Free verse doesn't constrain you in the same way that formal verse does, but it must still flow like a poem, drawing the reader on, evoking a sense of rhythm, organization (loose but not lost) and inevitability - in the same way that you are dancing when you go to a club, even though the dance doesn't have the same strict moves as classical ballet. Poetry and prose are as different as dancing and walking.

Choosing the words

Once you know what you want to say, and the form you want to say it in, you get to the nitty-gritty - your diction or the actual words you choose. Will you be direct saying what you want to say in everyday language, or oblique, using metaphor to convey the message?

Whichever you choose, you need to be looking for new, fresh ways to express yourself. If you want to indicate that you feel lonely, miserable, that you'd love to die, you need to do it in such a way that your reader doesn't shrug and say "Oh no, not more angst." You can use direct words - but use them to evoke the feeling, not to describe it. If you want to use a simile to describe the person you love look for something unusual - for example, make something black as Guinness rather than coal or a raven's wing.

Be influenced by other poets, but do not imitate

The first step to learning how to write good poetry is to read it, and every poem you read will, in some way, influence your own style. However, if you consciously imitate the poets you admire your poems will at best, become good parodies of theirs, and at worst will simply look contrived and artificial.

Shakespeare is dead. So is John Donne, Lord Byron, Walt Whitman, W.B Yeats. Yes, they were wonderful poets. Yes they could capture a feeling and express it beautifully. But they used their own voice to do it.

This doesn't mean that you shouldn't write a sonnet, but writing "Thy beauty holds me in its thrall" is probably a good sign that you are not using your own voice or calling on your own experience. You are much more likely to be showing off how well-read you are.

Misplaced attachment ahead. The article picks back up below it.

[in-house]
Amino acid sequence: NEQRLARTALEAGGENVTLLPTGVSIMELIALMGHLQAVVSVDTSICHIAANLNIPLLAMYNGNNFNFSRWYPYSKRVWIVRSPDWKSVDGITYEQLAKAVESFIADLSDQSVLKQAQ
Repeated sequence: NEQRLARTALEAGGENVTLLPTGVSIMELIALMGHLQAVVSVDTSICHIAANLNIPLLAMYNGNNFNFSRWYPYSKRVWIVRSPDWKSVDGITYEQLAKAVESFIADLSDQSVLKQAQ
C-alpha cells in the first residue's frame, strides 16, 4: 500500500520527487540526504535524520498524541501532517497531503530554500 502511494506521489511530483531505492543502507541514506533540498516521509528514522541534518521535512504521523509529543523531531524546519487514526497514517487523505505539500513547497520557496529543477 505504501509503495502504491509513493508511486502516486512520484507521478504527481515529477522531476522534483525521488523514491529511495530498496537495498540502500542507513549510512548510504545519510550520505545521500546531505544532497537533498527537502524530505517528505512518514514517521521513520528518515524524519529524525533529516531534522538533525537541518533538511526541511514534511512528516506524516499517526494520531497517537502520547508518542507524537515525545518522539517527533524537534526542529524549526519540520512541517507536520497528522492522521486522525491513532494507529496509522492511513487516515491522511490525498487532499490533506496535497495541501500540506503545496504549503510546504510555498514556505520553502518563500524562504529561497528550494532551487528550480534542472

Don't assume that because T.S. Eliot tended to write without rhyme, rhyming poetry is bad. Don't take a well structured narrative poem, remove all the capitals and break it up into lines of three or four words just because that's how e.e. cummings writes. If you write a poem "just like Wilfred Owen" your reader is less likely to admire it than think "derivative rubbish."

Be influenced. Experiment with the devices you see your favourite poets using - try odd line-breaks or broken meter. But in the end, if the poem isn't said the way you would say it, it isn't your poem - it's just a shadow of somebody else's.

I feel compelled to interject an excerpt from the (terribly long) short story Jabberwhorl Cronstadt by Henry Miller, published in 1963, in his book Black Spring. Formatting is by myself, and paragraph division not the authors, as Henry Miller is entirely too found of emulating Jack Kerouac in his pages-long paragraphs.

"Don't like that at all," says Jill.
"Neither do I," say Jab.
"I like the one about the little soulworms that fly out of the nest for the resurrection. Jill's got one inside her too... it's sprouting and sprouting. Can't stop it. Yesterday it was a tadpole, tomorrow it'll be a honey-suckle vine. Can't tell what it's going to be yet... not eventually. It dies in the nest every day and the next day it's born again. Put your ear on her belly... you can hear the whirring of its wings. Whirrrr... whirrrr. Without a motor. Wonderful! She's got millions of them inside her and they're all whirring around in there dying to get out. Whirrr... whirrrr. And if you just put a needle inside and punctured the bag they'd all come whirring out... imagine it... a great cloud of soul-worms... millions of them... and so thick the swarm that we wouldn't be able to see each other... A fact! No need to write about China.Write about that! About what's inside of you... the great vertiginous vertebration... the zoospores and the leucocytes... the wamroths and the holenlindens... every one's a poem.
"The jellyfish is a poem too _ the finest kind of poem. You poke him here, you poke him there, he slithers and slathers, he's dithy and clabberous, he has a colon and intestines, he's vermiform and ubisquishous. And Mowgli in the garden whistling for the rent, he's a poem too, a poem with big ears, a wambly bretzular poem with logamundiddy of the goo-goo. He has round, auricular daedali, round robin-breasted ruches that open up like an open barouche. He wambles in the wambhorst whilst the whelkin winkles... he wabbles through the wendish wikes whirking his worstish wights... Mowgli... owgli... whist and wurst...."